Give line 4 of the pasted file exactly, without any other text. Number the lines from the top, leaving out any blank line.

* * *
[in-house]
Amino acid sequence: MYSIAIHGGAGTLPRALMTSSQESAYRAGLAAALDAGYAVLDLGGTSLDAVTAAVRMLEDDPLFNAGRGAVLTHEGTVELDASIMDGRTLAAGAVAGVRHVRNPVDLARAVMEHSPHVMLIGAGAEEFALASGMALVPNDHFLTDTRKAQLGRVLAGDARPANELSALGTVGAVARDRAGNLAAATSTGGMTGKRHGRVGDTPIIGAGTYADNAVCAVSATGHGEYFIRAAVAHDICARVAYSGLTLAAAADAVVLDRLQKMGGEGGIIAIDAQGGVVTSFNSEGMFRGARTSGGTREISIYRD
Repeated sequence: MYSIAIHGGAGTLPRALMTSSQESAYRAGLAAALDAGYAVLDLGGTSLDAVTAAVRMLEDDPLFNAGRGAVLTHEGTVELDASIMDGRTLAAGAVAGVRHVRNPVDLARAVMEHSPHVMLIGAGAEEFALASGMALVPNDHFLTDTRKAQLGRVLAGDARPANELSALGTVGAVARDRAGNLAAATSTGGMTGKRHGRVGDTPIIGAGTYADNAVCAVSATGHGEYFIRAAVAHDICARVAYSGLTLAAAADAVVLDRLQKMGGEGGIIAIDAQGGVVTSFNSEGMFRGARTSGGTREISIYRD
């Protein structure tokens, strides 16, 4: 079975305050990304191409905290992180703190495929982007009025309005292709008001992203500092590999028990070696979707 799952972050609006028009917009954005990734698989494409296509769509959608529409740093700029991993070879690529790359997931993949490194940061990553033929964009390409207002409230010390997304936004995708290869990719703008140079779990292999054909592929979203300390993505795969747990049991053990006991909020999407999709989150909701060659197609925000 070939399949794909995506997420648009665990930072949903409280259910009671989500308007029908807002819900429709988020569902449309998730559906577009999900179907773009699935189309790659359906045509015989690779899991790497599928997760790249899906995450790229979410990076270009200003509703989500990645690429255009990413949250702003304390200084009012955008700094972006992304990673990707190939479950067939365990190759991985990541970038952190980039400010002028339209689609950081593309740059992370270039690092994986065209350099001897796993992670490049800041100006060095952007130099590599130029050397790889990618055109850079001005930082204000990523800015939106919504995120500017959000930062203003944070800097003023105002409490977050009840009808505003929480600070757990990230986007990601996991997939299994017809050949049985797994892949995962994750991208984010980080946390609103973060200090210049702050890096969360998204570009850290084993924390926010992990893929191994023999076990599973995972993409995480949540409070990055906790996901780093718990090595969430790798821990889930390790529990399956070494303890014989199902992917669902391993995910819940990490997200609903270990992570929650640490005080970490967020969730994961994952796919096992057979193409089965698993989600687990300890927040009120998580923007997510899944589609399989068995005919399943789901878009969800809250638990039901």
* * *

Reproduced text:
């Protein structure tokens, strides 16, 4: 079975305050990304191409905290992180703190495929982007009025309005292709008001992203500092590999028990070696979707 799952972050609006028009917009954005990734698989494409296509769509959608529409740093700029991993070879690529790359997931993949490194940061990553033929964009390409207002409230010390997304936004995708290869990719703008140079779990292999054909592929979203300390993505795969747990049991053990006991909020999407999709989150909701060659197609925000 070939399949794909995506997420648009665990930072949903409280259910009671989500308007029908807002819900429709988020569902449309998730559906577009999900179907773009699935189309790659359906045509015989690779899991790497599928997760790249899906995450790229979410990076270009200003509703989500990645690429255009990413949250702003304390200084009012955008700094972006992304990673990707190939479950067939365990190759991985990541970038952190980039400010002028339209689609950081593309740059992370270039690092994986065209350099001897796993992670490049800041100006060095952007130099590599130029050397790889990618055109850079001005930082204000990523800015939106919504995120500017959000930062203003944070800097003023105002409490977050009840009808505003929480600070757990990230986007990601996991997939299994017809050949049985797994892949995962994750991208984010980080946390609103973060200090210049702050890096969360998204570009850290084993924390926010992990893929191994023999076990599973995972993409995480949540409070990055906790996901780093718990090595969430790798821990889930390790529990399956070494303890014989199902992917669902391993995910819940990490997200609903270990992570929650640490005080970490967020969730994961994952796919096992057979193409089965698993989600687990300890927040009120998580923007997510899944589609399989068995005919399943789901878009969800809250638990039901």